Hi followers.

Very, very sorry for the long hiatus. I’m afraid it’s still going as my exams are over the next couple of weeks. 

But it’ll be summer after that and then I can focus on bringing great content back to everyone

Thank you for being so patient!


Matchsafe, “Water Nymph and Horse”, ca. 1900

National Design Museum


DAVID, Jacques-Louis
The Farewell of Telemachus and Eucharis
Oil on canvas, 87 x 103 cm
Private collection


Medieval spam.


haha something lighthearted to cheer you all up on a Thursday :) 


St. Patrick is the patron saint of Ireland, but also of many other countries across the world. He was born in in Roman Britain. When he was 16, he was captured by Irish pirates and taken to Ireland as a slave. Managing to escape, he returned to his native Britain only to become a priest and return to Ireland to spread Christianity. 

While the exact time he was present in Ireland is not without debate, it is generally accepted he was present there some time during the 5th Century. March 17th is the date of his death and therefore the date of the feast day. 

Many myths and legends surround Patrick. One of the most famous is the tale told to explain why there are no snakes in Ireland. Legend has it that St. Patrick used his staff to drive all the snakes into the sea, banishing them forever from the land.

Patrick kept a chronicles of his life in Ireland, parts of which still exist today.

Wherever you are from have a lovely St. Patrick’s day!

The Time Capsule



Members of a Salonica youth organization reenact a Macedonian battle, December 1930.
Photograph by Maynard Owen Williams, National Geographic


Egyptian and European excavators unearthed a collection of black granite statues depicting the ancient Egyptian lioness Goddess Sekhmet during their routine excavation at King Amenhotep III funerary temple in the Kom Al-Hittan area on the west bank of Luxor.

The statues depict the goddess Sekhmet in her usual form, sitting on the throne with a human body and lioness’s head.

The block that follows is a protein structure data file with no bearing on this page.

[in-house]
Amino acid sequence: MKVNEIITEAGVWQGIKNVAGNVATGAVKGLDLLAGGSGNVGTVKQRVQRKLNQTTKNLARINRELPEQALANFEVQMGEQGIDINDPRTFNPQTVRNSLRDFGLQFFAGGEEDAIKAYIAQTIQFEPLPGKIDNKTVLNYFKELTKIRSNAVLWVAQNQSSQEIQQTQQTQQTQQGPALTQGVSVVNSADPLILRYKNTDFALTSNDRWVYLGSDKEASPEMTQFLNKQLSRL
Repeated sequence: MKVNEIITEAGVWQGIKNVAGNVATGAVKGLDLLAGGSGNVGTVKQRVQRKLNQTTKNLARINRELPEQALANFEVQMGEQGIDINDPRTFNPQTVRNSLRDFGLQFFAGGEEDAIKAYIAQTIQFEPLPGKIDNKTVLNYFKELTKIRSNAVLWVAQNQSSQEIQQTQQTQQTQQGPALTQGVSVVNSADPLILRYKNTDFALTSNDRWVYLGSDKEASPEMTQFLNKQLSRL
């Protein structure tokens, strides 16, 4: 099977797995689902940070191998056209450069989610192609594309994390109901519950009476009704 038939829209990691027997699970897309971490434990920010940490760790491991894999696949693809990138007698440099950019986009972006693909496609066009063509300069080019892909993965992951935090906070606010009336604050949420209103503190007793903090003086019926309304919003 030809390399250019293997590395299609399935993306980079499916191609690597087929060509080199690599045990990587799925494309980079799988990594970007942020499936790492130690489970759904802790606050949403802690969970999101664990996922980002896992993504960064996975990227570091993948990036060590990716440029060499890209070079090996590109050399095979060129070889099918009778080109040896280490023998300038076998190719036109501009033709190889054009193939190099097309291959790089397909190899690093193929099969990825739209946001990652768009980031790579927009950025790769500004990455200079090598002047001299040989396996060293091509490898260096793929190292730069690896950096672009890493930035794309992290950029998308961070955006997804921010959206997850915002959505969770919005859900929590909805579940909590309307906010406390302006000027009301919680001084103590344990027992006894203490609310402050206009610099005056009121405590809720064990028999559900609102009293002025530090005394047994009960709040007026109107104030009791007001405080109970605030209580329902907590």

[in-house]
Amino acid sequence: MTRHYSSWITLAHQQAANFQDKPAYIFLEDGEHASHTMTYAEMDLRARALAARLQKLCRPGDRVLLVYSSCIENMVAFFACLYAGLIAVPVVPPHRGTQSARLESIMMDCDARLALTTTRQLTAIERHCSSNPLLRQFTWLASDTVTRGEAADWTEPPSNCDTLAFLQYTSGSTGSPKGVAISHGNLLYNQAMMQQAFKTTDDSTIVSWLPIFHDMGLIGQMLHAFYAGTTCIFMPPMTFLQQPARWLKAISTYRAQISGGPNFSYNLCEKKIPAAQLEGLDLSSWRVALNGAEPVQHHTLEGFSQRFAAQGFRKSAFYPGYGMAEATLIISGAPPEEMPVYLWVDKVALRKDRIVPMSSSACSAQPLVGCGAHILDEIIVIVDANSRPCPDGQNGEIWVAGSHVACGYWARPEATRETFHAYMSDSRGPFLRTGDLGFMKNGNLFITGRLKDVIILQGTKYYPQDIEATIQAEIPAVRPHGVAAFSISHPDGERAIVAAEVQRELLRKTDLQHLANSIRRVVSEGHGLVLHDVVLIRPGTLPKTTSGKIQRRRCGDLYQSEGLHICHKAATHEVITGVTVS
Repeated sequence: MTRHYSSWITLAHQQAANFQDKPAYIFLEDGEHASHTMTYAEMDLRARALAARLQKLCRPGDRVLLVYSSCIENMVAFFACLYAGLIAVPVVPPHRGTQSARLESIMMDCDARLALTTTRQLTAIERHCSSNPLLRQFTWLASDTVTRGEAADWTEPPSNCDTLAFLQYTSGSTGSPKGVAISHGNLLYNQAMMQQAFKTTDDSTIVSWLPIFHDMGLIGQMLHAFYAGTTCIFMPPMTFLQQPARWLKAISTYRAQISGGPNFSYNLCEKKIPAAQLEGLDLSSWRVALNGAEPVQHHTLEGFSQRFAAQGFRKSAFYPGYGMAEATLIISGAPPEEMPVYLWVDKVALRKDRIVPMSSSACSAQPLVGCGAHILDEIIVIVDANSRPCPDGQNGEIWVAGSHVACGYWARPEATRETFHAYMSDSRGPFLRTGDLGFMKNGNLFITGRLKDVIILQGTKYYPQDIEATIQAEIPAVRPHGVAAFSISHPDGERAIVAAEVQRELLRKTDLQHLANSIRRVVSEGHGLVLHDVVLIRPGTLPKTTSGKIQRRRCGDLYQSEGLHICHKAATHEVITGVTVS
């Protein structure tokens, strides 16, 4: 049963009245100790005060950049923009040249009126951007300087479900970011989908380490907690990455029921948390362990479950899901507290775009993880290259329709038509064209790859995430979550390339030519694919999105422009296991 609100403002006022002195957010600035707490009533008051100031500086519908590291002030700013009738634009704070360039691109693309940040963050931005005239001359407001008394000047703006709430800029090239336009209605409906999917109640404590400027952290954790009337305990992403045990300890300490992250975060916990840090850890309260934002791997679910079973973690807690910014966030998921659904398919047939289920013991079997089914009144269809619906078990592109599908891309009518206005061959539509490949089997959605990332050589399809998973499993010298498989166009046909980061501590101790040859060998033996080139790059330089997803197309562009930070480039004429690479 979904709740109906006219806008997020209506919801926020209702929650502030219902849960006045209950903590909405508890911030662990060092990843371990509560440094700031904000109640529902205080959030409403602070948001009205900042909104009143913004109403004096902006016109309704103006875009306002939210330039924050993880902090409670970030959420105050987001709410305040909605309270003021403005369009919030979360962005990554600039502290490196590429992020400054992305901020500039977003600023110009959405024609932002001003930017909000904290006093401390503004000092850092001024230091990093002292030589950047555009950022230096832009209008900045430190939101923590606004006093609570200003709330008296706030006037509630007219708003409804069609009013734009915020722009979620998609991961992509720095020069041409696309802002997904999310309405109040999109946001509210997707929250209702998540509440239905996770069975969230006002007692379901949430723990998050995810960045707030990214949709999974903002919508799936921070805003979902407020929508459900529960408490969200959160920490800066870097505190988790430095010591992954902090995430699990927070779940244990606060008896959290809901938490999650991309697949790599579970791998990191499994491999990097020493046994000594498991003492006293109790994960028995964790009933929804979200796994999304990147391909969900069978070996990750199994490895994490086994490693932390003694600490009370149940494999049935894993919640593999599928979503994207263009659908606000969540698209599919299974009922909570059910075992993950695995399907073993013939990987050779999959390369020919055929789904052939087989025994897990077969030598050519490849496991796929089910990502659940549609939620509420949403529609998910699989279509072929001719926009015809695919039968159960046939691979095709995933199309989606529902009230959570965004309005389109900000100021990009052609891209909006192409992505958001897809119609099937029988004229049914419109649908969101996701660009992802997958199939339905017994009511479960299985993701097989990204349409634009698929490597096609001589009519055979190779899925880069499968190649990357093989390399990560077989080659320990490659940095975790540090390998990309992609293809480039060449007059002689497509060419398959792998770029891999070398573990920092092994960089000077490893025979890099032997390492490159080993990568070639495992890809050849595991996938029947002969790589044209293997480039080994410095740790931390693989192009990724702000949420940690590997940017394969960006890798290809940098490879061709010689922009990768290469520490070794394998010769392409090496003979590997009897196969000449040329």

“This is not the first time statues of the lioness goddess have been unearthed at Kom Al-Hittan,” said Mohamed Ibrahim, minister of state for antiquities adding that the Egyptian-European mission led by German Egyptologist Horig Sourouzian has previously unearthed 64 statues of Sekhmet of different shapes and sizes.

Ibrahim explained that such a large number highlights the important role of the goddess during the reign of the 18th dynasty king Amenhotep III, father of the monotheistic king Akhnaten and grandfather of the golden king Tutankhamun.

Sekhmet was believed to be a protective goddess as she was also the goddess of war and destruction. “Some Egyptologists,” pointed out Ibrahim, “believe that king Amenhotep constructed a large number of goddess Sekhmets in an attempt to cure him of a specific disease that he suffered during his reign.” Sekhmet was well known of her supposed ability to cure critical diseases.

Mansour Boreik, supervisor of Luxor antiquities, told Ahram online that the statues are very well preserved and each one is two metres tall. He continued saying that the newly discovered statues prove Amenhotep III’s funerary temple was once filled with Sekhmet statues of different sizes and shapes, similar to his temple on the east bank of Luxor, known as goddess Mut temple. This temple acted as a symbol of stability and prosperity during Amenhotep III’s reign.  

Read more.


Portraits of Two Young Englishmen

By Anthony van Dyck


Statue of a priest of Bastet covered in magical formulae

4th century BC

This statue, dedicated by a family of priests of Bastet, was placed in a public space. It represents a man holding a stele of “Horus on the Crocodiles.” According to ancient Egyptian belief, poisonous bites could be healed by drinking water that had been poured over the magical inscriptions on the statue and stele.

The Louvre



Something a little different, made with love:
Handmade Fine Silver rings with raw Diamonds and Leonardo’s handwriting - anchora speroand dimmi‘ - carved into the band. 

Want? - You can actually get these made to measure with a variety of stone choices, and they don’t cost the world, either. :)

Hello followers!

Today I’d just like to pinch a little of your time to bring to your attention the beautiful craft of this lovely lady. 

She does amazing historically-inspired jewellery, and she also runs the much loved leonardian blog. 

I’m  actually a proud owner of one of her beautiful Leonardo rings and have worn it every day. If you’re interested please do pay her a visit, she’s a lovely and very very talented lady :) 

TC x


Marble sculpture. Nereid (Sea nymph) mounted on a sea monster. 1st Century BC (copy of 4th Century BC Greek original). One of a pair, which probably stood on the roof of a temple.

Located in the Naples National Archaeological Museum.